Introduction: Focal adhesion kinase (FAK) plays a crucial role in cancer development and progression. FAK is overexpressed and/or activated and associated with poor prognosis in various malignancies. However, in lung cancer, activated FAK expression and its prognostic value are unknown. Methods: FAK and activated FAK (phospho-FAK Y397) expressions were analyzed by multiplex immunofluorescence staining in formalin-fixed paraffin-embedded tissues from 95 non-small-cell lung cancer (NSCLC) and 105 small-cell lung cancer (SCLC) patients, and 37 healthy donors. The FAK staining score was defined as the percentage (%) of FAK-stained tumor area multiplied by (×) FAK mean intensity and phospho-FAK staining score as the (% of phospho-FAK-stained area of low intensity × 1) + (% of phospho-FAK-stained area of medium intensity × 2) + (% of the phospho-FAK-stained area of high intensity × 3). FAK and phospho-FAK staining scores were compared between normal, NSCLC, and SCLC tissues. They were also tested for correlations with patient characteristics and clinical outcomes. Results: The median follow-up time after the first treatment was 42.5 months and 6.4 months for NSCLC and SCLC patients, respectively. FAK and phospho-FAK staining scores were significantly higher in lung cancer than in normal lung and significantly higher in SCLC compared to NSCLC tissues (p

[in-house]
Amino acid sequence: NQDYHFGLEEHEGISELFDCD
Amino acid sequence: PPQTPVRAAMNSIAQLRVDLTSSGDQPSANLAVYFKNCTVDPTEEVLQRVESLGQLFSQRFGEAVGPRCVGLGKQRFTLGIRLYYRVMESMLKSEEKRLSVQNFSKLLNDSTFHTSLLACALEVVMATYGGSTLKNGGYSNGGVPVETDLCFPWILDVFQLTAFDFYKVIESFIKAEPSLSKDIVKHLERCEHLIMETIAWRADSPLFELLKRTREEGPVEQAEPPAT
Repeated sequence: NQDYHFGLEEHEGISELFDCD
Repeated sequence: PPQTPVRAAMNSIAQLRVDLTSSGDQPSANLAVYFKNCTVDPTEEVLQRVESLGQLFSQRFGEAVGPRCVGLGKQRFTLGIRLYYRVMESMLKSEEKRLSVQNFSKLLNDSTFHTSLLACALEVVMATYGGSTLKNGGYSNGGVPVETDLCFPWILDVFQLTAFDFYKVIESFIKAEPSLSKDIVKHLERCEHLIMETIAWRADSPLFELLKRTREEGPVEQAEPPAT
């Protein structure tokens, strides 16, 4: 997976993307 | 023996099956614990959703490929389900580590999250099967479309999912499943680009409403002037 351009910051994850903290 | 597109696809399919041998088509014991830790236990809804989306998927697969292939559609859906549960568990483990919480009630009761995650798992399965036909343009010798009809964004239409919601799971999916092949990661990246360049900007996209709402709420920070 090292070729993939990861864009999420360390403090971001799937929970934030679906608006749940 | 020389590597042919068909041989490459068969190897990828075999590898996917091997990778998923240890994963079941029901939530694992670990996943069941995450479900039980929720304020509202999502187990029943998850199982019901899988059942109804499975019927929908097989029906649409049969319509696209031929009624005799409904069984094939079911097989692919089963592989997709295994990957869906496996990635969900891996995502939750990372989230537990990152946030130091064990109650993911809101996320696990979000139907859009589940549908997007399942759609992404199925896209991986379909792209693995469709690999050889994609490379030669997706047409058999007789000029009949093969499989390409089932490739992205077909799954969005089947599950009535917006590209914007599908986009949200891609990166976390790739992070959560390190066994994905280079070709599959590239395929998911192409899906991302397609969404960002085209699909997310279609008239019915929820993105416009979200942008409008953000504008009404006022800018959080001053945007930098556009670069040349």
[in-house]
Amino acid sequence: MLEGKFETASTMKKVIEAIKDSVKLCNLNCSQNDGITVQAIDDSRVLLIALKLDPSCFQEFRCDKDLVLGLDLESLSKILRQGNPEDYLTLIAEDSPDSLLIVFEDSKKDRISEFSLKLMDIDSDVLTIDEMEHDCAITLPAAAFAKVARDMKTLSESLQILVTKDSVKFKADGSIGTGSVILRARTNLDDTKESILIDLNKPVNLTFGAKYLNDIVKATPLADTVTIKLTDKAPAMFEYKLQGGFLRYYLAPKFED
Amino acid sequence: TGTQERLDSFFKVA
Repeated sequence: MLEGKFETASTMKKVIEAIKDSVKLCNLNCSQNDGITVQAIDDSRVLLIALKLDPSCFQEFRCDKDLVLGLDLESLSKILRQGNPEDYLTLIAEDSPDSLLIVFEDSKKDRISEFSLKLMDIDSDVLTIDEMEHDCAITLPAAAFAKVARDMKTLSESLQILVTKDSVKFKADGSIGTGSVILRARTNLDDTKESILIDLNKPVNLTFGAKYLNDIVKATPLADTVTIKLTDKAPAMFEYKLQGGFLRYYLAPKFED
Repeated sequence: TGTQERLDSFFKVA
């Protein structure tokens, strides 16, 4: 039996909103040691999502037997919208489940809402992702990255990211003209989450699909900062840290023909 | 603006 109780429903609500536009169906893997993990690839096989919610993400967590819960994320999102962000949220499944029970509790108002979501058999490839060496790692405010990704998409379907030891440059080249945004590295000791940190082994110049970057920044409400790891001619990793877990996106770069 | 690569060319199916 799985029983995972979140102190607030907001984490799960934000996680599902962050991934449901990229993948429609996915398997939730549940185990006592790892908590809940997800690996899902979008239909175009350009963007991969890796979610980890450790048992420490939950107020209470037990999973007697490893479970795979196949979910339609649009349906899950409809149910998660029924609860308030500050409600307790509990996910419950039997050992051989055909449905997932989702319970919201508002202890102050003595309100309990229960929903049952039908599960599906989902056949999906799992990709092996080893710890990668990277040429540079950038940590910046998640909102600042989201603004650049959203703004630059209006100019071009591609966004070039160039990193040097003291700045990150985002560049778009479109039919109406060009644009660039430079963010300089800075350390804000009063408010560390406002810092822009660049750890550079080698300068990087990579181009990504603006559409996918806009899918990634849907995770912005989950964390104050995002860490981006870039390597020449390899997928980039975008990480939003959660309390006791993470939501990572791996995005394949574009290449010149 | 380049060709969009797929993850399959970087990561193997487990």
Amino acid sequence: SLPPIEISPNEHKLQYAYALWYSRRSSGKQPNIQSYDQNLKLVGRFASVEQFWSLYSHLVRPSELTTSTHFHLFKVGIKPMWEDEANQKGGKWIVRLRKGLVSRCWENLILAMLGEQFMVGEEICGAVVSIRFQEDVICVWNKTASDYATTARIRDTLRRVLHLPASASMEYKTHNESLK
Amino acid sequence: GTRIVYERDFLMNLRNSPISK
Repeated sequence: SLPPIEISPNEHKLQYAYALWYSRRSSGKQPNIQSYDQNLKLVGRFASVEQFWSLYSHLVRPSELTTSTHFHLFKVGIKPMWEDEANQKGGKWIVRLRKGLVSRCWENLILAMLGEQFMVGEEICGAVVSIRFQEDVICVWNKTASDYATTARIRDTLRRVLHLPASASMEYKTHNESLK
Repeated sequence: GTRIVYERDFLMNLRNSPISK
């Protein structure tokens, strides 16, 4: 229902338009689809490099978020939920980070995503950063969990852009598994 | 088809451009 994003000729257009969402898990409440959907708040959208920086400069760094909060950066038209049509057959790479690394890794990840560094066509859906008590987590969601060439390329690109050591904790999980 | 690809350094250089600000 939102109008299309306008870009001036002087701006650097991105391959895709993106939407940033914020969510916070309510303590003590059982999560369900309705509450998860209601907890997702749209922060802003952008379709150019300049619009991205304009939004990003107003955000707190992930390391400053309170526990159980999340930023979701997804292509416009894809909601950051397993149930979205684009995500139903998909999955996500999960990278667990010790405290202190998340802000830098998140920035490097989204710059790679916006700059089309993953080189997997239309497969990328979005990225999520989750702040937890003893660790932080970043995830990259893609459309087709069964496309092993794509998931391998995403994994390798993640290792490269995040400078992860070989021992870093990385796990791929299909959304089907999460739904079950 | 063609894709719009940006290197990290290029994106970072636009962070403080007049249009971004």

< 0.01). Moreover, the ratio between phospho-FAK and FAK staining scores was significantly higher in SCLC than in NSCLC tissues (p
< 0.01). However, FAK and activated FAK expression in lung cancer did not correlate with recurrence-free and overall survival in NSCLC and SCLC patients. Conclusions: Total FAK and activated FAK expressions are significantly higher in lung cancer than in normal lung, and significantly higher in SCLC compared to NSCLC, but are not prognostic biomarkers in this study.
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